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Financial Services Law Insights and Observations

Credit union to pay $558,000 in cyber fraud case

Courts Consumer Finance Payments Fraud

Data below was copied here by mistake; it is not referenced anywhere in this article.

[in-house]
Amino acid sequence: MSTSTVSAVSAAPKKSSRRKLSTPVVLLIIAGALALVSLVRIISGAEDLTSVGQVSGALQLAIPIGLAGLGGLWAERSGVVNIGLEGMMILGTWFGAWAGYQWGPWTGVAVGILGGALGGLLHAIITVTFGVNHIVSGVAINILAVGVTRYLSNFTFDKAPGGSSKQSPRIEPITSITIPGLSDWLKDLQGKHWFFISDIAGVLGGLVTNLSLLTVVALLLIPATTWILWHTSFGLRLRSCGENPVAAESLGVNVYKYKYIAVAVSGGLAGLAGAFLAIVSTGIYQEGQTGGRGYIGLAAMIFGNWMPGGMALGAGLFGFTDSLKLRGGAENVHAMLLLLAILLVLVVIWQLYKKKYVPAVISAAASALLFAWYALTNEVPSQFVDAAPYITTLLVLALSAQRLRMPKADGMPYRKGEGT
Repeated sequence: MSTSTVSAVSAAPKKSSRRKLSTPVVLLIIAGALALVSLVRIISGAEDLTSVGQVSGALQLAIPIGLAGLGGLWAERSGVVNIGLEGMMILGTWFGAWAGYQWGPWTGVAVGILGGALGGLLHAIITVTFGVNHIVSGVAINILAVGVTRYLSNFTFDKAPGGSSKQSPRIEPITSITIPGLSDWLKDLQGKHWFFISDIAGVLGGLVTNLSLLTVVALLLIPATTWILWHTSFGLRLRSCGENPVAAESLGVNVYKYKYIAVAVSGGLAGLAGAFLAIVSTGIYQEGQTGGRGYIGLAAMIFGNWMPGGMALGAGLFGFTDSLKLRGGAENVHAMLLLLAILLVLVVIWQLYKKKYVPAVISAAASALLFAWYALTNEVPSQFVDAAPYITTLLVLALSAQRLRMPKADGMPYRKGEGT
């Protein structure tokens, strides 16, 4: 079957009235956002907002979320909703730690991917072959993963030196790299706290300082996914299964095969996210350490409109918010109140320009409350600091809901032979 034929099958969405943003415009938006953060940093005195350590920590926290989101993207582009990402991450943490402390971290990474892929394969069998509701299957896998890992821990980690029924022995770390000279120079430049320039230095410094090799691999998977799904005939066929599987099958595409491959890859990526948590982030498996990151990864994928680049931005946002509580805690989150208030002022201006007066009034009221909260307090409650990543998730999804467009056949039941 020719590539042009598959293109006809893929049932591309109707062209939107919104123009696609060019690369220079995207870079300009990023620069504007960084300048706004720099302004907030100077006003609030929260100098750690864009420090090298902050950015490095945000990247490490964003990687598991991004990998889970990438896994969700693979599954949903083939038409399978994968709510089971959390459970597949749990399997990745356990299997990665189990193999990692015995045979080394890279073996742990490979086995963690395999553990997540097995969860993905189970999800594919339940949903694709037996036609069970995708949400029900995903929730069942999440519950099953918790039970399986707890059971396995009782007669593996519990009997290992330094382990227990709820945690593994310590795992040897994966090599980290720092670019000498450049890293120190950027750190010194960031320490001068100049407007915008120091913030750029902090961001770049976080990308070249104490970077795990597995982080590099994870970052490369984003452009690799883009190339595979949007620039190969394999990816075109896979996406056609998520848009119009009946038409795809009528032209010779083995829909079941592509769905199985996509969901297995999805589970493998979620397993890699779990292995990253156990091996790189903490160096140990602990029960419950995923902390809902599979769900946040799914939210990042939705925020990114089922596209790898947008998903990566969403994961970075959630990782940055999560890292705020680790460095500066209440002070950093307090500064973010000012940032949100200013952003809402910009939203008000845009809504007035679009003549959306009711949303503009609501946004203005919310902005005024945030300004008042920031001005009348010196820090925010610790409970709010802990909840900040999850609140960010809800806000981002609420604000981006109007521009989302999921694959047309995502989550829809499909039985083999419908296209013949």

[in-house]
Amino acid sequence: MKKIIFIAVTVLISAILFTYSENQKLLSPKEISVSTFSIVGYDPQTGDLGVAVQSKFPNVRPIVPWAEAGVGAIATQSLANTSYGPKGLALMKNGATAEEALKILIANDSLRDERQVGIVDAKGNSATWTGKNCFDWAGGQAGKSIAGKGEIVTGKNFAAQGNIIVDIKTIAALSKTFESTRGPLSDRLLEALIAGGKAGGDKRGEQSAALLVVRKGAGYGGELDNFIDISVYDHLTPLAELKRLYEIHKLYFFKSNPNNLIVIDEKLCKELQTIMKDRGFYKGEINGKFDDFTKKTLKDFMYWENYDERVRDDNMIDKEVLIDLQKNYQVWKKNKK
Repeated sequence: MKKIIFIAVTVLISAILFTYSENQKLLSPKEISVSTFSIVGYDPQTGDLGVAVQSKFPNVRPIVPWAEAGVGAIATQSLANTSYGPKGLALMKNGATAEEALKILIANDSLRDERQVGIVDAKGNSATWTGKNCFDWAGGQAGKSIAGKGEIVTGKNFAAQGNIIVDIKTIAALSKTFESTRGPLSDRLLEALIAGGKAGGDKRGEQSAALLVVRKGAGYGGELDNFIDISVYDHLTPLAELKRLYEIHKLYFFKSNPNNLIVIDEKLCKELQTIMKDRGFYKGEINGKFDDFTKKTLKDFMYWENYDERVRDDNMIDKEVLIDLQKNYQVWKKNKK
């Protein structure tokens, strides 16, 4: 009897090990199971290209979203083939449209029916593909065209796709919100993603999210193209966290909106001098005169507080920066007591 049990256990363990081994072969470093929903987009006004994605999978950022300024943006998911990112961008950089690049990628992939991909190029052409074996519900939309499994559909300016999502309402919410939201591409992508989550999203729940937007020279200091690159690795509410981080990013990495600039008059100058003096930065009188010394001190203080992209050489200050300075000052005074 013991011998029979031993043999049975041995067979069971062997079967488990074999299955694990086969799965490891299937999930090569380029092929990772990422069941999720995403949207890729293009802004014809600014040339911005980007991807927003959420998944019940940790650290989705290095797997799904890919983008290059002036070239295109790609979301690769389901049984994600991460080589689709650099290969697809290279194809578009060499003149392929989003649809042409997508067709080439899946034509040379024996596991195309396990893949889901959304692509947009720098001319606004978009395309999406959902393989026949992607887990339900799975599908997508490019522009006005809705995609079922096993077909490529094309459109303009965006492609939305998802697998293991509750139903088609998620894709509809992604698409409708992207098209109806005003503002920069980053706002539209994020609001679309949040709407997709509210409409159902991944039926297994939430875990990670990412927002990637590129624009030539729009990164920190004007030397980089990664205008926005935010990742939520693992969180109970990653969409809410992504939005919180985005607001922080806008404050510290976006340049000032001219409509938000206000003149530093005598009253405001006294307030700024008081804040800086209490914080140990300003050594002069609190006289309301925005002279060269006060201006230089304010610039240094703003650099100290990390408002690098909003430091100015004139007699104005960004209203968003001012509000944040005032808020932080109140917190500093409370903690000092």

On January 12, the U.S. District Court for the Eastern District of Virginia ruled that a credit union (defendant) is responsible for $558,000 in compensatory damages for processing a payment order that was allegedly induced through fraud by the beneficiary, but later rescinded its decision to award punitive damages. According to the initial opinion and order, in October 2018, the plaintiff received a “spoofed” email from an unknown third party claiming to be one of the plaintiff’s suppliers. The email instructed the plaintiff to change its banking remittance information for the supplier. However, unknown to the plaintiff, the new banking information contained in the email belonged to an individual who had opened a personal account with the defendant months prior. The order stated that from October to November in 2018, the plaintiff made four payments to the individual’s account held by the defendant, identifying the supplier as the beneficiary. The plaintiff sued alleging that the defendant failed to “comport with basic security standards that resulted in the unlawful diversion of funds.” According to the opinion and order, the court found that Virginia Commercial Code required the defendant to reject the deposits if it knew there was a discrepancy between the intended beneficiary and the account receiving the deposit. The court further wrote that the defendant did not have a duty to “proactively” discover a discrepancy, but found that “the evidence at trial illustrated that [the defendant] did not maintain reasonable routines for communicating significant information to the person conducting the transaction. If [the defendant] had exercised due diligence, the misdescription would have been discovered during the first [] transfer.” Additionally, the court stated the defendant did have “actual knowledge” of the fraud because “the transfers generated real-time warnings that the name of the intended beneficiary [] did not match the name of the owner of the account receiving the [deposits].” The court awarded the plaintiff $558,000 in compensatory damages and $200,000 in punitive damages. However, the court rescinded the punitive damage award stating that the plaintiff has not provided sufficient evidence to support punitive damages.